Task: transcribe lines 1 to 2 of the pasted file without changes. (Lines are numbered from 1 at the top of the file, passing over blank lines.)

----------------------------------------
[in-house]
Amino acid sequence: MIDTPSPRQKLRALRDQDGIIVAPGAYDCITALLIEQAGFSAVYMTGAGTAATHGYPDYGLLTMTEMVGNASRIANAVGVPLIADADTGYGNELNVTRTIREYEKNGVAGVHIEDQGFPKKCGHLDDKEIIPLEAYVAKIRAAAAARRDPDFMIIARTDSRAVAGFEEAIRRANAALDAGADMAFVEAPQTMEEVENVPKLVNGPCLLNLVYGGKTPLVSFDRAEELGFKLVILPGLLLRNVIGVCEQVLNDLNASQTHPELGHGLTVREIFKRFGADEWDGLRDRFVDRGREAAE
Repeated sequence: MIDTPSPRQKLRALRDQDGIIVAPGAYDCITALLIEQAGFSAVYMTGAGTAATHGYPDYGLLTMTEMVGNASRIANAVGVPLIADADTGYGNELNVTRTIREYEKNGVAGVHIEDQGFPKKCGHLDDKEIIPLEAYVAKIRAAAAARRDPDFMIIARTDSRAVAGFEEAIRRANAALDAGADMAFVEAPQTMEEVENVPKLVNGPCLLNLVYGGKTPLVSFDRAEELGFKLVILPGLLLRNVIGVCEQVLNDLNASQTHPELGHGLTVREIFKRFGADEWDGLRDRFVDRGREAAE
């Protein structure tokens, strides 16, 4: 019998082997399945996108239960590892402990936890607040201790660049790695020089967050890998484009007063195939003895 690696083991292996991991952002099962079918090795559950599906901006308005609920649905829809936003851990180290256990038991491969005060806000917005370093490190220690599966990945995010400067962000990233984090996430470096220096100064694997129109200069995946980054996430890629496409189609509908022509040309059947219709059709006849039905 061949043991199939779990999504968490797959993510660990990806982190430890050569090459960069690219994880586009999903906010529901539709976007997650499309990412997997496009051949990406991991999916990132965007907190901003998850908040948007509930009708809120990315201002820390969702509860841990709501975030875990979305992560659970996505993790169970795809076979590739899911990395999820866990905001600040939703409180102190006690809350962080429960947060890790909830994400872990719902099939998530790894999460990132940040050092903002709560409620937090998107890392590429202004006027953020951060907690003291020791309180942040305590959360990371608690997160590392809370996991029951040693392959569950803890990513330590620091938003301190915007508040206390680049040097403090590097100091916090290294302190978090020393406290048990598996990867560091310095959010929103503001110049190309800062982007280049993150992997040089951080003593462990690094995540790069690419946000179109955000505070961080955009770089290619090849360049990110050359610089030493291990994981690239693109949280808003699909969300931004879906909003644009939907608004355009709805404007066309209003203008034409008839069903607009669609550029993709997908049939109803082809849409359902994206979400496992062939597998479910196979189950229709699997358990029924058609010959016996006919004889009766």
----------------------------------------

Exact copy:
[in-house]
Amino acid sequence: MIDTPSPRQKLRALRDQDGIIVAPGAYDCITALLIEQAGFSAVYMTGAGTAATHGYPDYGLLTMTEMVGNASRIANAVGVPLIADADTGYGNELNVTRTIREYEKNGVAGVHIEDQGFPKKCGHLDDKEIIPLEAYVAKIRAAAAARRDPDFMIIARTDSRAVAGFEEAIRRANAALDAGADMAFVEAPQTMEEVENVPKLVNGPCLLNLVYGGKTPLVSFDRAEELGFKLVILPGLLLRNVIGVCEQVLNDLNASQTHPELGHGLTVREIFKRFGADEWDGLRDRFVDRGREAAE